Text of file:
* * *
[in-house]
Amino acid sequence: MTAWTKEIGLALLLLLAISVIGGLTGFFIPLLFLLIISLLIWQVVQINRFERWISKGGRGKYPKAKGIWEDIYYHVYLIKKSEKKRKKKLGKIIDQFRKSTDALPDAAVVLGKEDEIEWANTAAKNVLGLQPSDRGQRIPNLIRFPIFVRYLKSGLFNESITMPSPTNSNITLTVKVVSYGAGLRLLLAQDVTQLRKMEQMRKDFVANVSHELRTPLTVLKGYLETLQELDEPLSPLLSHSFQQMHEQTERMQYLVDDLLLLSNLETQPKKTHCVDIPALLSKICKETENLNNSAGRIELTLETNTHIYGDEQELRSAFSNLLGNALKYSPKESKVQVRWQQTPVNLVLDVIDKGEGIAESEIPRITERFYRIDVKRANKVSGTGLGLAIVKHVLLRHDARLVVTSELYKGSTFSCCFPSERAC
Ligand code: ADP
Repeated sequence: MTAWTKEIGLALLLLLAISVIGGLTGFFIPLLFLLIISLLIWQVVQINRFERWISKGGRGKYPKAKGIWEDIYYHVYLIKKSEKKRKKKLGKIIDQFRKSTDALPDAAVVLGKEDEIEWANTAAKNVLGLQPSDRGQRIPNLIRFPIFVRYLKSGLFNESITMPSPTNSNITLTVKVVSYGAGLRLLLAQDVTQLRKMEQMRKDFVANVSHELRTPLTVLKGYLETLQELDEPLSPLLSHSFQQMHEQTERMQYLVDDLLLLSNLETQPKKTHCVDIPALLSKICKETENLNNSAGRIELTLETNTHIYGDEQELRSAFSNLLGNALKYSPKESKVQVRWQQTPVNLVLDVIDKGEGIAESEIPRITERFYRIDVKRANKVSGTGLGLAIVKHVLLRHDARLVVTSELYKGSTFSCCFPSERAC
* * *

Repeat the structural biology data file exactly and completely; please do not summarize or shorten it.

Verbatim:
[in-house]
Amino acid sequence: MTAWTKEIGLALLLLLAISVIGGLTGFFIPLLFLLIISLLIWQVVQINRFERWISKGGRGKYPKAKGIWEDIYYHVYLIKKSEKKRKKKLGKIIDQFRKSTDALPDAAVVLGKEDEIEWANTAAKNVLGLQPSDRGQRIPNLIRFPIFVRYLKSGLFNESITMPSPTNSNITLTVKVVSYGAGLRLLLAQDVTQLRKMEQMRKDFVANVSHELRTPLTVLKGYLETLQELDEPLSPLLSHSFQQMHEQTERMQYLVDDLLLLSNLETQPKKTHCVDIPALLSKICKETENLNNSAGRIELTLETNTHIYGDEQELRSAFSNLLGNALKYSPKESKVQVRWQQTPVNLVLDVIDKGEGIAESEIPRITERFYRIDVKRANKVSGTGLGLAIVKHVLLRHDARLVVTSELYKGSTFSCCFPSERAC
Ligand code: ADP
Repeated sequence: MTAWTKEIGLALLLLLAISVIGGLTGFFIPLLFLLIISLLIWQVVQINRFERWISKGGRGKYPKAKGIWEDIYYHVYLIKKSEKKRKKKLGKIIDQFRKSTDALPDAAVVLGKEDEIEWANTAAKNVLGLQPSDRGQRIPNLIRFPIFVRYLKSGLFNESITMPSPTNSNITLTVKVVSYGAGLRLLLAQDVTQLRKMEQMRKDFVANVSHELRTPLTVLKGYLETLQELDEPLSPLLSHSFQQMHEQTERMQYLVDDLLLLSNLETQPKKTHCVDIPALLSKICKETENLNNSAGRIELTLETNTHIYGDEQELRSAFSNLLGNALKYSPKESKVQVRWQQTPVNLVLDVIDKGEGIAESEIPRITERFYRIDVKRANKVSGTGLGLAIVKHVLLRHDARLVVTSELYKGSTFSCCFPSERAC